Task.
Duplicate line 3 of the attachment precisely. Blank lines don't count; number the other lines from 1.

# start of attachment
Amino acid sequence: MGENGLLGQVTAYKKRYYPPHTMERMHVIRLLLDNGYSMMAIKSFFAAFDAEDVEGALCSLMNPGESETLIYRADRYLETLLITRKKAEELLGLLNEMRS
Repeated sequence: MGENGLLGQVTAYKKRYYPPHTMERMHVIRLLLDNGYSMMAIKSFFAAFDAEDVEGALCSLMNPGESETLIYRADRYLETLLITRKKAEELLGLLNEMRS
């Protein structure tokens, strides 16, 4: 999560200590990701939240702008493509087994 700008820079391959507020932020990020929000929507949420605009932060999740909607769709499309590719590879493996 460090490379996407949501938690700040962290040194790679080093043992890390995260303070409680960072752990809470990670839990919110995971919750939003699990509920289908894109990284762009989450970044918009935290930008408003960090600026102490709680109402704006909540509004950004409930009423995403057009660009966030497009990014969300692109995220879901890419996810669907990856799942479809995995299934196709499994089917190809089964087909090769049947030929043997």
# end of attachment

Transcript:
């Protein structure tokens, strides 16, 4: 999560200590990701939240702008493509087994 700008820079391959507020932020990020929000929507949420605009932060999740909607769709499309590719590879493996 460090490379996407949501938690700040962290040194790679080093043992890390995260303070409680960072752990809470990670839990919110995971919750939003699990509920289908894109990284762009989450970044918009935290930008408003960090600026102490709680109402704006909540509004950004409930009423995403057009660009966030497009990014969300692109995220879901890419996810669907990856799942479809995995299934196709499994089917190809089964087909090769049947030929043997």